There are other useful features too, such as cloud deployment, which means that authorized users can access voice technology from anywhere. During the pandemic, when some healthcare workers had to work from home, it meant that records could be still be updated and managed using voice commands. Healthcare has proven to be a rich training ground for AI-powered speech recognition and voice-activated technology. Being able to get to grips with complex, highly-technical language is definitely a win for applications providers. As is building systems that meet tough security criteria, which is necessary to safeguard patient data. Wallace, who has worked as a GP and hospital doctor himself, notes the various standards that voice tech providers must comply with. The list includes DCB0129 – prepared by the UK’s NHS Digital Clinical Safety team – which is an information standard designed to help manufacturers of health IT software evidence the clinical safety of their products.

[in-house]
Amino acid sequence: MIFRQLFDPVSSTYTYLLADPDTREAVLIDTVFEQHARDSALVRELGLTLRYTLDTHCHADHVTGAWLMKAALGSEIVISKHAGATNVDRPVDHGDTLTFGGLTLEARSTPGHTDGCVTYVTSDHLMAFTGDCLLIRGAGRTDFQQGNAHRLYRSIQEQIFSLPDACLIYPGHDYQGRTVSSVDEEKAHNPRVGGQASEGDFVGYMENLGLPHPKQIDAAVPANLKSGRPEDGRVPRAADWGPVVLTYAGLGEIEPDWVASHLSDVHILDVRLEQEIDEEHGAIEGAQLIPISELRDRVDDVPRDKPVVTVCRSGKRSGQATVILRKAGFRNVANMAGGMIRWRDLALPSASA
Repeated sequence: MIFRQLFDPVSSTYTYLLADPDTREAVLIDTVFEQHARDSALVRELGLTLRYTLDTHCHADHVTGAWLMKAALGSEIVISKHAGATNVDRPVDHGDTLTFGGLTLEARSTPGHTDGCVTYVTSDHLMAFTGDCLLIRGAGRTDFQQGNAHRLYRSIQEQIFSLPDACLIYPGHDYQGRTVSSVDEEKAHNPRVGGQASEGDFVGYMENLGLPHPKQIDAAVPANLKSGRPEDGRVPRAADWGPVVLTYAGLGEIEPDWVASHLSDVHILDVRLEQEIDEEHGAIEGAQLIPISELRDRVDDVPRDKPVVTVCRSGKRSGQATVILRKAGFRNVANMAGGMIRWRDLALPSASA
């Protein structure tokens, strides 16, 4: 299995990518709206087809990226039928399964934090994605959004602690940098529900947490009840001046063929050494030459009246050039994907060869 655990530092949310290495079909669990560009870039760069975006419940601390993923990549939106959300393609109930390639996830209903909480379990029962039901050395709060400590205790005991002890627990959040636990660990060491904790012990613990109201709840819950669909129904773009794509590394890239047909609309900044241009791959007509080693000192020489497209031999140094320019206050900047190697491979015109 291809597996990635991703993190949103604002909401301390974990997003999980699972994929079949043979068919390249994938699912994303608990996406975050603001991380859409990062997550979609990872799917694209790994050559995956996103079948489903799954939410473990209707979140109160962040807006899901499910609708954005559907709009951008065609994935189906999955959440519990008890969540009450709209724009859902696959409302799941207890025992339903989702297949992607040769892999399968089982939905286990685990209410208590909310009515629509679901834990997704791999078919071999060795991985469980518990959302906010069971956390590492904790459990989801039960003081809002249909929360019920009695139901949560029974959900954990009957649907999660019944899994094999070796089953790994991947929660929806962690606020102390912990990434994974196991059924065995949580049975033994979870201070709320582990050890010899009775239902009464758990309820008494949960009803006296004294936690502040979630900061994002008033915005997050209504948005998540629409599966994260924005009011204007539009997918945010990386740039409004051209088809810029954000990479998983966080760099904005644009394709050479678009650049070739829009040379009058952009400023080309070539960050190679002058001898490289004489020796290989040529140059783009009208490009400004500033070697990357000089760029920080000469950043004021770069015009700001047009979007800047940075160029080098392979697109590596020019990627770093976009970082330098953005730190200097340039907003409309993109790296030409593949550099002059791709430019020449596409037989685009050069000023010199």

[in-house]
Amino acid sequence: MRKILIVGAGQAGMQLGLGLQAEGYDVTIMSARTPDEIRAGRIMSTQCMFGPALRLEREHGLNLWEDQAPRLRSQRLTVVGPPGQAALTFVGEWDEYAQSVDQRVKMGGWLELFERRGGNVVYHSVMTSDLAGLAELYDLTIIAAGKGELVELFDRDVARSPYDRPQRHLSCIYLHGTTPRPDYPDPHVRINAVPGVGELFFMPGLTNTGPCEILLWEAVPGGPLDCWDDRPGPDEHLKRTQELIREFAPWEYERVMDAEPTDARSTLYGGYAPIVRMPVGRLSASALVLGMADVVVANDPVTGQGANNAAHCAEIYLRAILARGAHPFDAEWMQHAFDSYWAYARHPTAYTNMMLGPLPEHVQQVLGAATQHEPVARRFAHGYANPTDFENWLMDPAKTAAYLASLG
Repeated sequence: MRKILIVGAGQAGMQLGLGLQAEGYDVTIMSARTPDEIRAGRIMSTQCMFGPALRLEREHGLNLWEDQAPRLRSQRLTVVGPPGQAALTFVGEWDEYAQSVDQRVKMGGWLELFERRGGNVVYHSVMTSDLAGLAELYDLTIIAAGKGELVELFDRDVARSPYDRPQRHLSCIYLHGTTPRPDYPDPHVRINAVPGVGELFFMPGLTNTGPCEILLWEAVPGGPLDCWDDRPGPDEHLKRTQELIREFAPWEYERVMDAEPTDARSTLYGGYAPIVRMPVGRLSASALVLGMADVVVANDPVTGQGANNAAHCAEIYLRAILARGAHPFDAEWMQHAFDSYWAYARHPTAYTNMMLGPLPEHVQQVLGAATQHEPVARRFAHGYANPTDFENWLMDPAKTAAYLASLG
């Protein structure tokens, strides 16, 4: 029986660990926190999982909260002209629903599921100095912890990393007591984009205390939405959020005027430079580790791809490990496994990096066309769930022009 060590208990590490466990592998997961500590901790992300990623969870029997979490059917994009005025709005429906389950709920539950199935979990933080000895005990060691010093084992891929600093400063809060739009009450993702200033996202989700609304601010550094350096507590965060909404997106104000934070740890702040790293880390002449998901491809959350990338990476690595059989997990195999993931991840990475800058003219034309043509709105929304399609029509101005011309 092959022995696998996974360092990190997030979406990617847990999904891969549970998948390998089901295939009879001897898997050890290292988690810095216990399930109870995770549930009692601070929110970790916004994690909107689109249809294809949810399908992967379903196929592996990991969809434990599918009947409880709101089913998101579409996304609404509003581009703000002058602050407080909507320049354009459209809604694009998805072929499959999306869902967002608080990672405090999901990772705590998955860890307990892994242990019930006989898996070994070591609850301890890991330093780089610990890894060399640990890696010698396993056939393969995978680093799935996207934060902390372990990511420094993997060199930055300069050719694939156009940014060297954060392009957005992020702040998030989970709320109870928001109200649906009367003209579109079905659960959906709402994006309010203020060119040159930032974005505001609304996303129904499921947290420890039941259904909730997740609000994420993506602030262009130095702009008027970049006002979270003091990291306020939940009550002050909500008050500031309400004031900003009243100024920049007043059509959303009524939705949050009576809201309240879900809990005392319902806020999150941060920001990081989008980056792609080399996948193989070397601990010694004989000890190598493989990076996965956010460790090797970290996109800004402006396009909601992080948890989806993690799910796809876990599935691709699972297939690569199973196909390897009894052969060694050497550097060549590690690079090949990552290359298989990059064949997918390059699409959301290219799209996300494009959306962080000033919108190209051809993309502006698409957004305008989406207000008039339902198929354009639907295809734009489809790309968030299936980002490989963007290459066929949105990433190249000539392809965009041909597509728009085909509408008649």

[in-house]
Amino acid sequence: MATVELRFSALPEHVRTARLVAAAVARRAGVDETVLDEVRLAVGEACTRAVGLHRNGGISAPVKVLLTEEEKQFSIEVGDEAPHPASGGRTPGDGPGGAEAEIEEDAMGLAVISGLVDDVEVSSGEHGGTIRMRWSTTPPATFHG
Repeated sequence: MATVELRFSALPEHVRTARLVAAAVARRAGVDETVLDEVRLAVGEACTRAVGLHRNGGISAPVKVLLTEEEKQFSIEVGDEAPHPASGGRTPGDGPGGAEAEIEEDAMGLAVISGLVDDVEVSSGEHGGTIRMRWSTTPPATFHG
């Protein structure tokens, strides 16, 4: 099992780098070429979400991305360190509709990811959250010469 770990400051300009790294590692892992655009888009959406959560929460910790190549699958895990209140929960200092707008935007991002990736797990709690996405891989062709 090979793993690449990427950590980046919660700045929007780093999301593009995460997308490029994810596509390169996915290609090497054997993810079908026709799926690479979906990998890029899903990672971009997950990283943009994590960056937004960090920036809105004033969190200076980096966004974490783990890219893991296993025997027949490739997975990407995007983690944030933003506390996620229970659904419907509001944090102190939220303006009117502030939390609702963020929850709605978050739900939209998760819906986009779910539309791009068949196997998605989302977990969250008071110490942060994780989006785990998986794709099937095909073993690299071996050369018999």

Number crunching AI’s carbon costs
Unlocking the productivity gains of moving from keyboard to voice – which (to recap) includes features such as dictation at the point of cursor, templates for inserting frequently used text, and step-by-step commands for combining mouse clicks and tabbed navigation – benefits a wide range of roles in healthcare. And that’s not forgetting emerging upgrades powered by developments in conversational AI supported by smart sensors. It’s a compelling case study, and the medical sector is by no means the only area where speech recognition and voice-activated technology is delivering operational gains.
Big players have noted the role that voice tech can play in accelerating digital transformation. Today, providers such as Nuance, which is now part of Microsoft, serve clients operating in telecoms, financial services, retail, and government – to touch on just a few of the industries where speech-enabled services are adding value.